People need to stop looking for someone to blame for the death of an infant whose mother was discharged from hospital only hours after giving birth, the national head of midwives says.
The baby girl died only hours after her mother was discharged from Wellington Hospital on Thursday night after a 30-hour labour which involved an episiotomy – a cut to help childbirth – and consideration of a Caesarean.
A post-mortem has been carried out but the cause of death has not been released. The coroner will consider the results and decide whether an investigation is needed.
The woman's lead maternity carer had reportedly told her she would be better off at home than in the crowded post-natal ward.
But College of Midwives director Karen Guilliland said it was not fair to blame the midwife for the baby's death.
"There's nobody to blame except a system that hasn't got enough beds to allow people to relax into childbirth and to take their decisions in a timely way," she said.
"Nobody has any idea yet why that baby died and yet everybody wants to blame the midwife.
"What we should all be trying to do is making sure that these things don't happen. We all play a part in that."
The midwife would be subject to inquiries by the coroner, the Midwifery Council and the Capital and Coast District Health Board, (CCDHB) as well as doing her own standards review.
She had "miles more" than 10 years' experience in an industry that was desperately short-staffed and had an average age of 48.
Most midwives dealt with four or five births a month but in Wellington the number was higher as the shortage was so severe.
For each woman's pregnancy, birth and after-care, independent midwives received about $2000 before tax, giving an average income of $96,000-$120,000.
Ms Guilliland said midwives were "your mothers and your grandmothers" but faced huge amounts of stress.
"We're looking at one incident but the midwives are the ones that are there on a day-to-day basis knowing that for every bed that is filled, there is a woman waiting for it," she said.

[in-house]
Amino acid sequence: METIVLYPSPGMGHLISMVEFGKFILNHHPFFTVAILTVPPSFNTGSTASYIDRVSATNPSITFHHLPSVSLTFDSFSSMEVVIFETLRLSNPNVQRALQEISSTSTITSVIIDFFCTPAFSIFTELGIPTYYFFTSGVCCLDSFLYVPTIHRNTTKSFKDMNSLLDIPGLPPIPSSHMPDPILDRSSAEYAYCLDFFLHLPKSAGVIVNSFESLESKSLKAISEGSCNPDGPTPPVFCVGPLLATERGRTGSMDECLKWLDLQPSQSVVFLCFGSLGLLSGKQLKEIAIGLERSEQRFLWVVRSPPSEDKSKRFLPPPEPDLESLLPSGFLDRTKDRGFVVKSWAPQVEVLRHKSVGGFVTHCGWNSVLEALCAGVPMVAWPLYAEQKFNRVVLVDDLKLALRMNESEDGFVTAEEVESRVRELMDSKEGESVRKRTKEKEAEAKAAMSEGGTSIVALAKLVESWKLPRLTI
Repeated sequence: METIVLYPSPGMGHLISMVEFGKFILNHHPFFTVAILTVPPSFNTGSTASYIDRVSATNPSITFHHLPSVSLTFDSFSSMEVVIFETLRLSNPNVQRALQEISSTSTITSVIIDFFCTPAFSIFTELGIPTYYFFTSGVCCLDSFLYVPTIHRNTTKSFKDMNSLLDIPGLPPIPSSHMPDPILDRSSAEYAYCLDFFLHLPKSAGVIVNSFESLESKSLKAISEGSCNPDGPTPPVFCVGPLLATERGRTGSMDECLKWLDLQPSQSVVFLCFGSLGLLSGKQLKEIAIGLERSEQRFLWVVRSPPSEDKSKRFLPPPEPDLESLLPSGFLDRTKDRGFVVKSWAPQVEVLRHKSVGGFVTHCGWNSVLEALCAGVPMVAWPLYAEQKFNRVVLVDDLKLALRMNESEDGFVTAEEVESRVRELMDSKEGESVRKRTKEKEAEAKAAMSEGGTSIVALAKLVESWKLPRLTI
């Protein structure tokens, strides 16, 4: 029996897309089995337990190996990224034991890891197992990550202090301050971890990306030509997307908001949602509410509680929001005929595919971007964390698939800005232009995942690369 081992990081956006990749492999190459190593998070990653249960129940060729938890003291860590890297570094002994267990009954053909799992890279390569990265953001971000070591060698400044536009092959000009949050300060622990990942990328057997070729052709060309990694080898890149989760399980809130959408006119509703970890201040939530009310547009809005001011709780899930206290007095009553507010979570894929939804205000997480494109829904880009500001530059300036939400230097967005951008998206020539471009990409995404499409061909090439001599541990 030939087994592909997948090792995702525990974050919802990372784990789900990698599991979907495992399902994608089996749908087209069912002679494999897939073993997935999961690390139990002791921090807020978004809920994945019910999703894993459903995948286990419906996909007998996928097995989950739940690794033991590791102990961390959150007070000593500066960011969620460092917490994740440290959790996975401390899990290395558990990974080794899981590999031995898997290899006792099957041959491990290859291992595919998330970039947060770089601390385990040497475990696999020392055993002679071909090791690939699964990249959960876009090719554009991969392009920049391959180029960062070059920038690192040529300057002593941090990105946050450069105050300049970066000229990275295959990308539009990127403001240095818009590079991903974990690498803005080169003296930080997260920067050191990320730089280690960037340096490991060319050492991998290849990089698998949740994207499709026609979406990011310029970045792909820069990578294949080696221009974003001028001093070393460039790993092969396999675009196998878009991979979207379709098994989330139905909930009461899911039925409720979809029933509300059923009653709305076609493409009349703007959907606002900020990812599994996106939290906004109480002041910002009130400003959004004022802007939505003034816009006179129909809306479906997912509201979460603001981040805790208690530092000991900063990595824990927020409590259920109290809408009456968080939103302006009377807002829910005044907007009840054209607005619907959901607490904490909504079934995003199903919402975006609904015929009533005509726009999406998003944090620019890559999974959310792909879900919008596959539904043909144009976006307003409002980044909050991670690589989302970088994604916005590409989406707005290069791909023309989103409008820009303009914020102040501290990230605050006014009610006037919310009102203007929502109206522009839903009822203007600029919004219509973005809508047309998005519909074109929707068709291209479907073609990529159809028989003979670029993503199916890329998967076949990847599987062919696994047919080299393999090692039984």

"It is stressful beyond belief to try and fit everybody into the number of beds that there are."
CCDHB last week floated the possibility of giving mothers a $100 grocery voucher if they went home within six hours of birth in a bid to relieve the pressure on beds. The policy – which never got off the ground – was not aimed at first births.
CCDHB Women's Health Services clinical director John Tait said post-natal beds were always available for women having their first baby.
Health Minister David Cunliffe yesterday said he had deep concerns about "wide-ranging systemic issues" at CCDHB but he did not believe women were being bullied out of hospital.
The Health Ministry had spoken to the board following the scrapped voucher plan to ensure no mothers were being sent home against their will.
However Mr Cunliffe was concerned about problems with maternity care and child cancer services at the hospital, as well as several recent and worrying individual cases at the DHB.
Mr Cunliffe warned last month the board would face a major shake-up if it did not improve its performance and yesterday he would not express confidence in the board, instead saying he was seeking urgent advice on options available to him. They included sacking the board and appointing a commissioner, sacking the board's chairwoman or increasing monitoring of the DHB's performance.
The Ministry of Health has set up a Maternity Services Strategic Advisory Group to review the maternity system. The group comprises stakeholders such as midwives, specialists and patient advocates, and is due to report back next June.